Millie has improved in leaps and bounds over the last few weeks.  She eats more than she ever has and hangs around the back door from four o'clock until dinner time at seven; she's hungry.  I increased her food again.  She is resting better.  The barn is much cleaner than under the veranda and although she is a happy outdoor dog, she is out of the weather at night.  And she is sleeping.  She has only barked a few times in the last week while locked up in the Small Barn at night.  Before this she worked all night, running all over, barking at shadows and howls and barks and squeaks.  So, she was also too tired to do much sheep guarding in the daytime.

She will now come out to the Middle Field where the sheep are grazing a few times a day.  She will not stay there.  She will however stay in the Front Field for long periods of time.  She can escape out of there but also will slip back into the field.  Interestingly, she blasted Ruby in a major way making it clear that SHE was never to leave that field.

The two dogs play beautifully together.  This makes them both happy. 


A few weeks ago the neighbour girl helped me to weigh all thirteen lambs.  Wow!  In the thirty years since I had sheep it seems, sheep have gained in the rate at which they gain.  My scale goes up to one hundred pounds and most male lambs were off the scale.  Lucky was the smallest at seventy-seven pounds.  The ewe lambs were all around eight-five pounds with one at ninety-five pounds.

By the end of that session, we were both filthy.  You would have thought we had rolled in the manure pile.  I will never get my jeans completely cleaned.  We used the hose to clean up a bit before I drove her home.  Good thing it was a warm day and we could hose down.

As a result I have made arrangements to have lambs butchered over a one month period.  Mostly this is to allow me to manage freezer space.  I will still need to purchase an additional chest freezer.  So, we are taking orders and collecting recipes, looking forward to enjoying some yummy range fed lamb.

I've had to make arrangements with the trucker to get the lambs to the butcher.  I will also have to make arrangements to have the hides tanned.  And I am looking into taking my fleeces to a mill to have them washed and prepared into roving for spinning and some into wool, ready for knitting.  There is a lot to arrange!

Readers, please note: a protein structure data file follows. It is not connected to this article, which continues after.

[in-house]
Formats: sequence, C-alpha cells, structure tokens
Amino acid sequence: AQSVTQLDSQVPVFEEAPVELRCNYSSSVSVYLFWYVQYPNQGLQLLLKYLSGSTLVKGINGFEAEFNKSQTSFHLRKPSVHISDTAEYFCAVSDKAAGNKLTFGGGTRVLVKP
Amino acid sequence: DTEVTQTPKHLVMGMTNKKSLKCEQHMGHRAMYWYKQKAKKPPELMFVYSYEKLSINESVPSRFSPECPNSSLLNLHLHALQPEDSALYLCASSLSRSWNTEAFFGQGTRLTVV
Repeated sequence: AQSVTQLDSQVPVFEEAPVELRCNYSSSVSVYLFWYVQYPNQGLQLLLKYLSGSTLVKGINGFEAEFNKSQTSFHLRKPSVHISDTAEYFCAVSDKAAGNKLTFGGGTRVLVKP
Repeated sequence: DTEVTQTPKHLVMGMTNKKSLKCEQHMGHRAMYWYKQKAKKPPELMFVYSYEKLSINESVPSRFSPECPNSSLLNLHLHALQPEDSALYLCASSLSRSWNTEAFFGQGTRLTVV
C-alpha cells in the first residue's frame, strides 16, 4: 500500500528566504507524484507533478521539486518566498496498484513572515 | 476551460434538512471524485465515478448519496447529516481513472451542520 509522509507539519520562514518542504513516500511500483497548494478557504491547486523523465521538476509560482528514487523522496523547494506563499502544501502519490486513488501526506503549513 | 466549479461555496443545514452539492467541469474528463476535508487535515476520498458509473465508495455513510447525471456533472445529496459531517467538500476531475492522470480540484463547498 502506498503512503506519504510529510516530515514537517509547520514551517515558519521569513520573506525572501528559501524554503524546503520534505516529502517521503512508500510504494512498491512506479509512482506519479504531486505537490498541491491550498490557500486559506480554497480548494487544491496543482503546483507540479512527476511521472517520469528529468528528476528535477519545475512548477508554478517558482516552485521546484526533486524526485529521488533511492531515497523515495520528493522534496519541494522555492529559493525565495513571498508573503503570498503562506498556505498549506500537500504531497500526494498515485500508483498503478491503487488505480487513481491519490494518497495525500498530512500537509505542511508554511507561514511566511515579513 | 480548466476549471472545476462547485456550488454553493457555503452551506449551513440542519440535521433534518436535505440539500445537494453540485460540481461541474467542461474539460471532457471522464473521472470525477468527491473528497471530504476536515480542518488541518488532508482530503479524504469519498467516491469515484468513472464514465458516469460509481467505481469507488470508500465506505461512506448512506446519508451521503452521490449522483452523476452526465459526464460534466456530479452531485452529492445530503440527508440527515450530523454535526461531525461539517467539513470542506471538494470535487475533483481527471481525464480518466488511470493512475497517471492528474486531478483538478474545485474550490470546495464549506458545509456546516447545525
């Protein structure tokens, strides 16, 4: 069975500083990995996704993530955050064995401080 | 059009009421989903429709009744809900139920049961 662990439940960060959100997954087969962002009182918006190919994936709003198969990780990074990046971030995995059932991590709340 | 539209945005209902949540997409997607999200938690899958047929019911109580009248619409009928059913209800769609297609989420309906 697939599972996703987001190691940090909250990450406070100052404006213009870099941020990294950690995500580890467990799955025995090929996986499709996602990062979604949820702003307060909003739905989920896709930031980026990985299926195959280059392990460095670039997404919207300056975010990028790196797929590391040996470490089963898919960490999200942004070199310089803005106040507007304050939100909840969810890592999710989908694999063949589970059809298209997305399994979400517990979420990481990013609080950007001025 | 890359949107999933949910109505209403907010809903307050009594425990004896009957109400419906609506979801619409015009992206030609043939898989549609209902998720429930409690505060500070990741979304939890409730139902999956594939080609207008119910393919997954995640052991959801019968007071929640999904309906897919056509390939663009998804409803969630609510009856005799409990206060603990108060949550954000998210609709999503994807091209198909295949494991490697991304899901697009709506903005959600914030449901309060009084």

Yes, it's Fall and the colours are lovely.  But that is not what I want to tell you about.

I have added colour to my flock.  I have purchased a coloured ewe and a ram who will pass on colour genes.  I have decided to call the ewe "Libby" after Elizabeth Hoey for whom I worked as a teen.  Her coloured flock was a great inspiration and this is the first colourful ewe I have, and she is several colours indeed.  If she were a pony she'd be called a pinto.

The ram is young but will do the job as expected.  He comes with the name "Birch" which I think we'll keep.  I have a marking harness for him to wear when he is put out with the ewes in November.  When he does what he is supposed to do a crayon mark will be left on the ewe.  If three weeks later there are new crayon marks on the ewe, we will know he is not working.  We hope there is only one mark on each ewe.

In addition to passing on colour genes, he has very nice fleece which will also be passed on as well.  His sire was a Blue Faced Leicester.  Spinners love to spin this breed of wool.  The breed is also known for producing good quality meat animals.  So, a good dual purpose breed.  The seller sent me this photo after they left her place.

Libby and Birch


Over the last few weeks a variety of service people have been in and out and we finally have a basement again.  Recall that we planned to renovate to finish the basement as it was just rough drywall down there.  Then there was the flood on April 9th.  So, we went into recovery mode.  So, we have completed the rebuild to recover from the flood; and the Reno, as originally planned.

It is really really nice.  It is bright and white and clean and dry.  Hubby has been unpacking his stuff and setting up his space.  There are 'flood goods' still across the house but we will get it all put away, hopefully by Christmas time.

There are still some shelves to be built, so books will remain scattered or in boxes.  And finally, the sea container in front of the house will go away, hopefully in the next week.  It has been blocking the view of sunsets!

As well, I can finally clean.  There is - of course - a fine layer of drywall dust over everything.  And since I don't expect workmen and shoes and boots any longer, it might stay cleaner.